live so they can ride during weekdays. This is particularly true of comments we have heard from
riders in Southern Michigan, where most riders live. This same comment was heard again
during the public input meetings held for the State Forest Plan.
Forest Certification and Other Plan Influences
In December 2004, Governor Jennifer M. Granholm signed 2004 PA 124, a bill that required
Michigan’s state forest lands be certified under at least one forest certification program by
January 2006 to demonstrate sustainable forestry management and keep Mic higan’s timber a
marketable commodity. The certification process overlapped the ORV plan review process and
public comment period. In December 2005 a corrective action request (CAR) was issued by the
Forest Stewardship Council and Sustainable Forestry Initiative forest certification auditors to
address illegal ORV use on state forest lands. Chief Lynne Boyd, FMFM, appointed an ORV
Task Force and charged the group to propose a strategy to address this CAR and illegal ORV use
in three topic areas: User Education, Law Enforcement, and Restoration / Maintenance of
damaged lands. The task force completed its charge in June 2006 and submitted several
Draft #1 – January 17, 2008
These recommendations were supported by the FMFM Management Team and submitted to the
forest certification auditors at the 2007 annual surveillance audit. The auditors found these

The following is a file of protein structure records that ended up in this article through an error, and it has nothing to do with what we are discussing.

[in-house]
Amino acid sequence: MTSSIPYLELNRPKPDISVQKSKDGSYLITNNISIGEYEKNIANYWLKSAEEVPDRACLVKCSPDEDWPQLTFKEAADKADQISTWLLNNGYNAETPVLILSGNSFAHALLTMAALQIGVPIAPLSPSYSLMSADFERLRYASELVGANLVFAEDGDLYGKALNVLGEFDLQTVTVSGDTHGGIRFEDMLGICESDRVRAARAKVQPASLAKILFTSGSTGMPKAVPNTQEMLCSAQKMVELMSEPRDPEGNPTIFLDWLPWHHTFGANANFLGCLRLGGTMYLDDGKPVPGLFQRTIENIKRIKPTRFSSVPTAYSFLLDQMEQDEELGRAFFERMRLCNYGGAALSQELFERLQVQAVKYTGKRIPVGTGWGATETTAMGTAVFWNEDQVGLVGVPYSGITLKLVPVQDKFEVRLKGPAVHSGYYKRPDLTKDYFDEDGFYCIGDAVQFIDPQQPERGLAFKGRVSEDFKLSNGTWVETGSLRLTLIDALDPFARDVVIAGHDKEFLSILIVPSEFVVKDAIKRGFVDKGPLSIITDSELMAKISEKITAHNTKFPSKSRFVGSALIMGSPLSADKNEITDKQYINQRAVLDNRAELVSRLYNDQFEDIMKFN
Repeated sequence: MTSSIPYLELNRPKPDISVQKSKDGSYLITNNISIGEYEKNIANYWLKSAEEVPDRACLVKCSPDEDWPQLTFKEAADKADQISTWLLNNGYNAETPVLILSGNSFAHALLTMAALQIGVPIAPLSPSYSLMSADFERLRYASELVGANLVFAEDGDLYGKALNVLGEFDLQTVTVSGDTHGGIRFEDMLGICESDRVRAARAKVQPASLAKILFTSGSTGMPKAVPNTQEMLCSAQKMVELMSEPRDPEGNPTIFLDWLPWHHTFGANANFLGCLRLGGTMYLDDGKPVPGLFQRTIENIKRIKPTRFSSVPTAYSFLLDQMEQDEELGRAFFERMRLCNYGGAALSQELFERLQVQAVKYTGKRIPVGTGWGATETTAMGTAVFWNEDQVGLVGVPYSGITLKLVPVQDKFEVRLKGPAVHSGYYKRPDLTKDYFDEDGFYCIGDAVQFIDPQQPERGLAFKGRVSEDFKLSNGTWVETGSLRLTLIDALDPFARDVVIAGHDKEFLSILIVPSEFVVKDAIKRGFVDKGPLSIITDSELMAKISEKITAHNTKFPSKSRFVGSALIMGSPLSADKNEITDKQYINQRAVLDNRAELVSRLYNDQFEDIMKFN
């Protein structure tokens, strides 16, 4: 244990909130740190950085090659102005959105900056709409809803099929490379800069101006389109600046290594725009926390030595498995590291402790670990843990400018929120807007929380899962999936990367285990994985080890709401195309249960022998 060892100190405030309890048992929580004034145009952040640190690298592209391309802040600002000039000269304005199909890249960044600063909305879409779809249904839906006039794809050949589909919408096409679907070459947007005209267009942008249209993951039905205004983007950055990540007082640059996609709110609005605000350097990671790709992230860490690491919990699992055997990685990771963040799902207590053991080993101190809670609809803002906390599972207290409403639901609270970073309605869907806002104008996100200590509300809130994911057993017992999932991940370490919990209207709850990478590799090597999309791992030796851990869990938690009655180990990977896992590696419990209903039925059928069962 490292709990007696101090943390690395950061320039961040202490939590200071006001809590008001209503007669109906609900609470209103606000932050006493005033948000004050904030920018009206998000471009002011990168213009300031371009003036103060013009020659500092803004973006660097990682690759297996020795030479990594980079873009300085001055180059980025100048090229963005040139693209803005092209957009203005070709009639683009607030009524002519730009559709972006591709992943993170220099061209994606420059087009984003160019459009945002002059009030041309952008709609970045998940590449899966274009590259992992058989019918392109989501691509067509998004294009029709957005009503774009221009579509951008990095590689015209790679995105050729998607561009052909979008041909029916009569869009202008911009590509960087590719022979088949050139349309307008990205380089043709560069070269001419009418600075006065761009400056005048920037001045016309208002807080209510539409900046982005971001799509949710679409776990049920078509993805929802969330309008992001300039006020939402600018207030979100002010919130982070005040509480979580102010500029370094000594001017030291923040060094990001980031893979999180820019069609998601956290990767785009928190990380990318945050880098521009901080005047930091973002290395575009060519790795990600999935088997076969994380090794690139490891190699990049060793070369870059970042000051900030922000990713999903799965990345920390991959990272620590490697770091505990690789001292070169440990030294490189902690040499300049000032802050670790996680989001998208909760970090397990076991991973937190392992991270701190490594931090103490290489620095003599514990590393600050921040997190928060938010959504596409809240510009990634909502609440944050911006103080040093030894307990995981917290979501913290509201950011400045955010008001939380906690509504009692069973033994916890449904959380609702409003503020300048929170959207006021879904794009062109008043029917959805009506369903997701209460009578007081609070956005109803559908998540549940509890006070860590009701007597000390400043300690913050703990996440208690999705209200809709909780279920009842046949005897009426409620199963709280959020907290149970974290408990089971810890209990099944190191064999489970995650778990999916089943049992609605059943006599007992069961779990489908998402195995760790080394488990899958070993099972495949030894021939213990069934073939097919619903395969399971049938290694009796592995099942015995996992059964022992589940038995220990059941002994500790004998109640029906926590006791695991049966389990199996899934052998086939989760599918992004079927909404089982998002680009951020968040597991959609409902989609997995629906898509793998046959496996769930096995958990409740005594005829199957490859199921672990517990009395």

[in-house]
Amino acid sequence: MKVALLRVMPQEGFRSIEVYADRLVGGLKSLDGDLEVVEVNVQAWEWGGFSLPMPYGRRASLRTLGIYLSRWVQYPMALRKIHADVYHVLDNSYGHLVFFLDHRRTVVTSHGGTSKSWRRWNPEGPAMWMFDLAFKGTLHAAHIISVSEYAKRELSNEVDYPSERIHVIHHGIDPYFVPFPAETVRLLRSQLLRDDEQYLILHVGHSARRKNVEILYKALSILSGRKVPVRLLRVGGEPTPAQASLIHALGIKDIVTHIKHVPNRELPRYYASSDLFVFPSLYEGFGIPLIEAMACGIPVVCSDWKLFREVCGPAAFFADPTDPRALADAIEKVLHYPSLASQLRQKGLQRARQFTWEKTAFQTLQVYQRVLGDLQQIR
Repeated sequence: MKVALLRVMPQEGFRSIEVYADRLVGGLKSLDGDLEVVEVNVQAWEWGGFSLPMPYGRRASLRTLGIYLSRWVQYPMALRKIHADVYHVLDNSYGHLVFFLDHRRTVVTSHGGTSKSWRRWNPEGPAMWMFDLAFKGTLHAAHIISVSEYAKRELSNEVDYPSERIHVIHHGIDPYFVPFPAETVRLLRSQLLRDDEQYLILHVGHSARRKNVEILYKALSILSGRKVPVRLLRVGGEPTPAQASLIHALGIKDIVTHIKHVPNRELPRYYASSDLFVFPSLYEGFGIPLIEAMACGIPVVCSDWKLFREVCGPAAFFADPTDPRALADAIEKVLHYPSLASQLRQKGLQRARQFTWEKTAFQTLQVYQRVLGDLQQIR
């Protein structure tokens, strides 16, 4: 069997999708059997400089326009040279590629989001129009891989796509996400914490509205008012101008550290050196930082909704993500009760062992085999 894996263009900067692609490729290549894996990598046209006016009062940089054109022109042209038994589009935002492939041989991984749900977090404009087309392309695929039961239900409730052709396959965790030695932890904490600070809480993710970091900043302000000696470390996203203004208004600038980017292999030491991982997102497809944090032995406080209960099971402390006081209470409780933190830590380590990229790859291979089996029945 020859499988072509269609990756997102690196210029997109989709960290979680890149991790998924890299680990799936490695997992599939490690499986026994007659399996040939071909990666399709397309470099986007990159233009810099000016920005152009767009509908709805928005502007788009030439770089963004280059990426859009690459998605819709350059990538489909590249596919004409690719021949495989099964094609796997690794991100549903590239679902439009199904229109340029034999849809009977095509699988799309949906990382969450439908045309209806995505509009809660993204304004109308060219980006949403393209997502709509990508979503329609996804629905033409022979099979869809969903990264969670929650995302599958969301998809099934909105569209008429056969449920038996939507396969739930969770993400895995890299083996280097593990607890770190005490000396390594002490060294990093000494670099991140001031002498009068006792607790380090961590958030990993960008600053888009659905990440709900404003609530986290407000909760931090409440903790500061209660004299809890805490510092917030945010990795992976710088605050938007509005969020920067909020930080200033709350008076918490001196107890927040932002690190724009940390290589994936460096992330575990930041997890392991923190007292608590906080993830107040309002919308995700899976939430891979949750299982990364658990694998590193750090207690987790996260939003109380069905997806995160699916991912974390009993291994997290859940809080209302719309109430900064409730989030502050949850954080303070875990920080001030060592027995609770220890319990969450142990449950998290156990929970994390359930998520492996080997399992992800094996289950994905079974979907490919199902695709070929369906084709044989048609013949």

recommendations adequately addressed their request to develop a strategy to reduce or eliminate
illegal ORV use and considered this CAR completed. The auditors then established a new CAR
(CAR 2007.4) which requires the Department to incorporate and implement the
recommendations into the ORV Management Plan.
In addition, Section 807 of 2005 PA 154, was signed and required the Department to submit a
comprehensive plan to expand the current ORV trail mileage by at least 25%, or 796 miles, over
the next four years. The Section 807 report was issued June 2006 and focused on upgrades of
the existing designated ORV system to meet maintenance standards, and it also cited several
opportunities for growth beyond the traditional boundaries of the state forest lands and onto
lands managed by local units of government or private lands. Trail advocates were identified as
a crucial element in the success of this initiate for trail expansion.
In 2006, the topic of counties designating their roads open to ORVs in the Upper Peninsula and
Northern Lower Peninsula created considerable discussion and resulted in a letter of guidance
from the Office of the Attorney General, and a response from the legislature with a bill that
would address the issues raised in the letter and provide the counties with broader authority to
designating roads open to ORVs. The bill passed the House unanimously but was not taken up
by the Senate. The Department responded with a letter to all county road commissions
encouraging them to work together with the Department in formally designating ORV routes and
trails that would connect the state designated ORV motorized trail system with local
communities and services.
This introduction to the public planning process and the political influences provide the
background to the following ORV Trails Program Strategic Plan of Action.
Maintenance of Existing Designated Trails/Routes/Scramble Areas:
1. The Department’s number one priority is to bring the existing trail, route and use area
infrastructure up to standard before adding new trails, routes or scramble areas. While
the Department recognizes legislative mandates for trail expansion to meet increasing
demand, it is imperative to manage the existing designated system to meet the
Department’s mission of resource conservation and protection, meet outdoor recreation
needs and safeguard riders.
2. Maintain existing trail system at a “good” or higher level based on the 2005 Nelson
report. The initial evaluation completed by Nelson indicated some trails were being